An 81-year-old woman presented to her local hospital with melena, chest pain, and fatigue. An initial upper endoscopy and colonoscopy failed to reveal the source of bleeding, but her hemoglobin continued to drop, and she required repeated blood transfusions.
During the ensuing 6 weeks, she was repeatedly admitted to the hospital and underwent multiple additional tests. Repeat upper endoscopy showed what appeared to be a small arteriovenous malformation, but she continued to bleed, even after it was treated. A tagged red blood cell scan revealed active bleeding, prompting 2 angiographies with coil embolization. Still, the bleeding persisted.
Finally, video capsule endoscopy showed active bleeding in her mid to distal small bowel. She was transferred to Duke for further management.
Question: How was the source of the bleeding identified and accessed?
Answer: Spiral enteroscopy was used to reach the source of the bleeding: a Dieulafoy lesion in her distal jejunum.
At initial presentation, it was unclear whether the bleeding was caused by previous interventions—sometimes procedures like angiogram-guided embolization can lead to ischemia and related problems—or a lesion that had not been found on her previous interventions, explains Daniel M. Wild, MD, the gastroenterologist at Duke who treated the patient. Spiral enteroscopy allowed Wild to explore a large portion of her small bowel and to identify the source of the bleeding, a small raised area of brisk, active mucosal bleeding, consistent with a Dieulafoy lesion.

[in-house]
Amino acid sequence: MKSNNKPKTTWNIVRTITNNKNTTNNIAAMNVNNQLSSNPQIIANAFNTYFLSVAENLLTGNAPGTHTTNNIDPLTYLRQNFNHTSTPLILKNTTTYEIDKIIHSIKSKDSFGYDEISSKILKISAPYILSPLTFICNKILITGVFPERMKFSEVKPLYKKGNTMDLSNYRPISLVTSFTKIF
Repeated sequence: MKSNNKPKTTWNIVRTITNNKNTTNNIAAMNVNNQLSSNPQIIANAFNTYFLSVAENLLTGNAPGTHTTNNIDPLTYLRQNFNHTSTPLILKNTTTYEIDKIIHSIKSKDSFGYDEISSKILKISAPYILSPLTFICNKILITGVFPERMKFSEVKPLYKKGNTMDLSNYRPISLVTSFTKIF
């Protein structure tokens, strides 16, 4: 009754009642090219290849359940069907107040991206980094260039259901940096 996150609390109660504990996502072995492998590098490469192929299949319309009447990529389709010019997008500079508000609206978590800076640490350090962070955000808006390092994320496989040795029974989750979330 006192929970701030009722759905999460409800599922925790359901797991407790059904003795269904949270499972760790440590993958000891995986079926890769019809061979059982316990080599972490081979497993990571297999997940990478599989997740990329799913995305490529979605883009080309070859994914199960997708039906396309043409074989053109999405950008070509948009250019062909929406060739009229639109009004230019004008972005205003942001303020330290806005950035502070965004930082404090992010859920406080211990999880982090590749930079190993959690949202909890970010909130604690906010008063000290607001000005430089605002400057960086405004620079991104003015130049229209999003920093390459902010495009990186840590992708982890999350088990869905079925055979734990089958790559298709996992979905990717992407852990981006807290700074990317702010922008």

“Dieulafoy lesions can be very hard to see using angiography and other common diagnostic tools unless there is active bleeding at the time of the procedure,” he notes. “And this was a fairly challenging case since the segment with the bleeding was so far down in her small intestine.”
Once he had located the site of the bleeding, Wild placed 3 endoclips and marked the area with a tattoo. The patient’s bleeding stopped, but a week later, her red blood cell counts had once again dropped.
Wild repeated spiral enteroscopy and was again able to identify the site of active bleeding, as confirmed by the presence of the previously placed tattoo. The 3 clips from the initial procedure had been dislodged. He placed 7 new clips, and the bleeding stopped. Now, several months later, the patient has had no evidence of recurrent bleeding.
“Unfortunately, we don’t always find as definitive a source for obscure bleeding as we did in this case,” Wild says. “This patient was a relatively healthy but frail older woman who had been in and out of the hospital for 6 weeks before being transferred to Duke where we were able to identify the clear source of her bleeding and fix it. She’s had no further bleeding.”